Between September and December, companies hire faster than normal as they look to make their final hires before the year ends. And right now, the ball is in the candidates’ court.
With one of the lowest U.S. unemployment rates in nearly 50 years, jobseekers have options when it comes to choosing where they want to work. The most desirable candidates are assessing potential employers more critically, pressuring employers to impress candidates from the recruitment stage all the way through hiring, onboarding, and beyond.
To showcase your organization’s differentiators, it’s important to understand employees’ changing expectations and how to evolve your corporate culture and total rewards practices to keep up with what today’s jobseekers desire from their future employers.
These three characteristics are high on the list of what top candidates look for in their next employers:
1. Compensation Transparency
Especially among Generation Z, today’s jobseekers demand more from the companies that will employ them and want to know that their salary offer is not only competitive and meeting industry benchmarks, but that it is also in line with peers in similar roles within the company.
The good news is that the various needs of today’s multi-generational workforce provide an unprecedented opportunity for companies to start an open dialogue during the interview process. HR practitioners and hiring managers should be prepared to discuss how they have come to the decision about their compensation offer to the candidate. This will not only increase candidates’ perceptions of the company when it comes to transparent pay practices, but also help HR and managers create personalized packages that extend beyond salary.
Organizations that ignore employees’ desires to make salary transparent will not only miss out on benefits like high levels of staff motivation and performance but will also run the risk of losing top talent because they don’t feel they are being fairly compensated.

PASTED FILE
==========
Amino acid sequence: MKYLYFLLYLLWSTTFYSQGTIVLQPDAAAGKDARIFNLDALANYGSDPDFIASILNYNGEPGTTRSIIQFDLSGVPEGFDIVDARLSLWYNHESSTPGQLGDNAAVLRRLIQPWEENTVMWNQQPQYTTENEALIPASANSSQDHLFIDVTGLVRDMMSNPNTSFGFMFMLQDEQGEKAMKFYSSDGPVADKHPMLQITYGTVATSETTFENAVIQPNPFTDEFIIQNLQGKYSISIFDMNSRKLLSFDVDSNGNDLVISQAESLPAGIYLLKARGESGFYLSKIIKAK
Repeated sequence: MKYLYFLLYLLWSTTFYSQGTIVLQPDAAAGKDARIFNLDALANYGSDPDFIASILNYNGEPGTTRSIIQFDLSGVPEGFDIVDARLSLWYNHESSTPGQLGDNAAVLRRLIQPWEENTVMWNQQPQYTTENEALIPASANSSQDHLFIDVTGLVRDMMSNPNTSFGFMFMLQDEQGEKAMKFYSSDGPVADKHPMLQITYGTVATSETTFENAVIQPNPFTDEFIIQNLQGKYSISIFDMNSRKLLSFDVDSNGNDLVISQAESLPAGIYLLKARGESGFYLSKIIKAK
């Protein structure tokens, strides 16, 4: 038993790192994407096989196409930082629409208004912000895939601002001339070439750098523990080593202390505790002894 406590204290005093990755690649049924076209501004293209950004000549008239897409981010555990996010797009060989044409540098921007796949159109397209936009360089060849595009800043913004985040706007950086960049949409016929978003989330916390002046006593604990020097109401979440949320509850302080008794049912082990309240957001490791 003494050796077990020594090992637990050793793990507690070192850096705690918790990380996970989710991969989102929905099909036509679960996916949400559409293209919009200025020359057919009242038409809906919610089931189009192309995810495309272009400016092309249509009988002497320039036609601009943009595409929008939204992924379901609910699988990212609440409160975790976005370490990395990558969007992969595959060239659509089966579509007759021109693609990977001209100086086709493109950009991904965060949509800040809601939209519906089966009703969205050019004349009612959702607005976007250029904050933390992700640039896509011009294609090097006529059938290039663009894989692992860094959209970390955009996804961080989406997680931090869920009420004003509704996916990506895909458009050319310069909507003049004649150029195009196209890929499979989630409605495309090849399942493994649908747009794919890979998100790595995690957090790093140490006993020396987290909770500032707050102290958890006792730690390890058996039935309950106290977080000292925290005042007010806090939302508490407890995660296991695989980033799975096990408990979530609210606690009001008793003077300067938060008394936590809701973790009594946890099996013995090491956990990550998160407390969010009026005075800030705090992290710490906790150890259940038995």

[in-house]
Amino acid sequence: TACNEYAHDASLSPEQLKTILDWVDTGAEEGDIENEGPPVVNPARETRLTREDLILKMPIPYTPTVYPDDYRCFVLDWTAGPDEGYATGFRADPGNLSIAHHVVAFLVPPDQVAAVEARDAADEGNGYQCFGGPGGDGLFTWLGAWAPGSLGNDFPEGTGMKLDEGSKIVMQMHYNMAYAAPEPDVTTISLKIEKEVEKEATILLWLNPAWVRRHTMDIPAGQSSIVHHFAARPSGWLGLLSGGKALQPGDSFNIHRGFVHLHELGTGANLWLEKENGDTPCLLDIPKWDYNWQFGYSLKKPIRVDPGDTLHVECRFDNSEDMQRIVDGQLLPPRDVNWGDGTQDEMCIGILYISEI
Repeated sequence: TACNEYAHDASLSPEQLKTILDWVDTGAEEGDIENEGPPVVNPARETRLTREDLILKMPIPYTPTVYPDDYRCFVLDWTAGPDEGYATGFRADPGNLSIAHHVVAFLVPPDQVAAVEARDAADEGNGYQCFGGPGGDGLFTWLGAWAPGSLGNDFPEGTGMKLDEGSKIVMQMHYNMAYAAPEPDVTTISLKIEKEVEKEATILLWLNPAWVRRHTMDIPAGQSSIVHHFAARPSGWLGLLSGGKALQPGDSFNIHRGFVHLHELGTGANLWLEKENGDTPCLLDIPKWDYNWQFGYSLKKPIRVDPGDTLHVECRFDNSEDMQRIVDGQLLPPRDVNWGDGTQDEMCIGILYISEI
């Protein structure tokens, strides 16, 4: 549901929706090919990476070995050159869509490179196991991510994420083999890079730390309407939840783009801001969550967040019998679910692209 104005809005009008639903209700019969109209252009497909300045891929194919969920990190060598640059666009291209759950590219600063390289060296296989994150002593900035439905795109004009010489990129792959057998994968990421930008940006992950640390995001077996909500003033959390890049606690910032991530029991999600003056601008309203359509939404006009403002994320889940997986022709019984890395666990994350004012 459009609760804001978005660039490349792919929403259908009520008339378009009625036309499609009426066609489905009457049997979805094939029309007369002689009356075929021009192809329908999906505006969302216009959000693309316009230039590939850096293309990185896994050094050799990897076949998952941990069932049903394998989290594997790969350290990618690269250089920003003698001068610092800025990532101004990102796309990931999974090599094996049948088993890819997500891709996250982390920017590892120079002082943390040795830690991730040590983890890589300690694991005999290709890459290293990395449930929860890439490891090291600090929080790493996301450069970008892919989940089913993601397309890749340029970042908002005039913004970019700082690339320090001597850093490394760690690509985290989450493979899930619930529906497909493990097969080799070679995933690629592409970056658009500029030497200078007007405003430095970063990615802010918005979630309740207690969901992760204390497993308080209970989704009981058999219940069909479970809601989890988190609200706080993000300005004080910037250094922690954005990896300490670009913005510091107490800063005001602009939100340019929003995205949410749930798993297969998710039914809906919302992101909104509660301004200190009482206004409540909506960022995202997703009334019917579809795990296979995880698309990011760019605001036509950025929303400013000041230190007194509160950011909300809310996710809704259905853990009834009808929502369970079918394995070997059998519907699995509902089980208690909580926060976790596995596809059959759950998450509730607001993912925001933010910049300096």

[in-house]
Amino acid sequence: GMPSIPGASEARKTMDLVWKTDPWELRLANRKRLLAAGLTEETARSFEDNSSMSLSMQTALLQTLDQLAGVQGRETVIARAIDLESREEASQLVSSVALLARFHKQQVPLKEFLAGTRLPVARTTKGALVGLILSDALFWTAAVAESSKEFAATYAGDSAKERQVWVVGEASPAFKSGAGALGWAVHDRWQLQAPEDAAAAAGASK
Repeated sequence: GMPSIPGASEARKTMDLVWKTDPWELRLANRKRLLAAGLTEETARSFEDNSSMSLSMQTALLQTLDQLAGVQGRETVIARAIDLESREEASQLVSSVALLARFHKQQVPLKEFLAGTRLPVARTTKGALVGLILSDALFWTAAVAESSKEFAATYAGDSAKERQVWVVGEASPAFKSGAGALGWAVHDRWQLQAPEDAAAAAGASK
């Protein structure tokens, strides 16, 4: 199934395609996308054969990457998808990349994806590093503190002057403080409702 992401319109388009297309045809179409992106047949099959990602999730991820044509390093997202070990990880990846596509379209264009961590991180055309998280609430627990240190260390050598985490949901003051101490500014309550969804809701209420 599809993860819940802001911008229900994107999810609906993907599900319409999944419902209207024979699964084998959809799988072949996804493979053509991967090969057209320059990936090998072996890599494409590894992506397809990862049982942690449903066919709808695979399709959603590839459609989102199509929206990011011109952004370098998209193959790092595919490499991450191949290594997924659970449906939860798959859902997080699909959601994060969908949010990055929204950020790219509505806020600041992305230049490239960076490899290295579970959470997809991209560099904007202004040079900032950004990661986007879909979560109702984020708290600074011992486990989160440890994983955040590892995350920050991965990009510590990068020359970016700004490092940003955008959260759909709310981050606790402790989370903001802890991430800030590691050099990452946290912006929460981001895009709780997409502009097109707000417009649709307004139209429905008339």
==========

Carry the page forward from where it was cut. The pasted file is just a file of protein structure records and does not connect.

2. Pay Equity
With the majority of workers (63%) revealing they would be more willing to work at a company that discloses its gender pay gap figure each year, it’s obvious that jobseekers care about pay equity. Fair pay—regardless of gender, race, age, or other factors irrelevant to performance or skill—is essential to designing equitable compensation programs.
As a hiring manager, it is crucial that you are prepared to engage in honest conversations about pay gaps in your industry and in your own workplace. When recruits ask the hard questions, be ready to articulate the steps your organization is taking to identify and close existing pay gaps.
You’ll need to show candidates that your company is committed to establishing pay equity as the norm and not the exception.
3. Defined Culture
Company culture is always a topic of discussion during interviews, and thanks to social media, job boards, and groups like Glassdoor, candidates have the opportunity to investigate a company’s culture before they even submit a résumé for consideration. While today’s multi-generational workforce is diverse, what candidates of all backgrounds want to know is if your company culture supports their priorities.
Taking the time to define what your company culture is should be priority number one for any organization. Those that successfully define their culture will have a better understanding of the people that they want to attract. Portraying this culture might seem like a great challenge but it goes a long way to both attracting and retaining the best employees that a company seeks.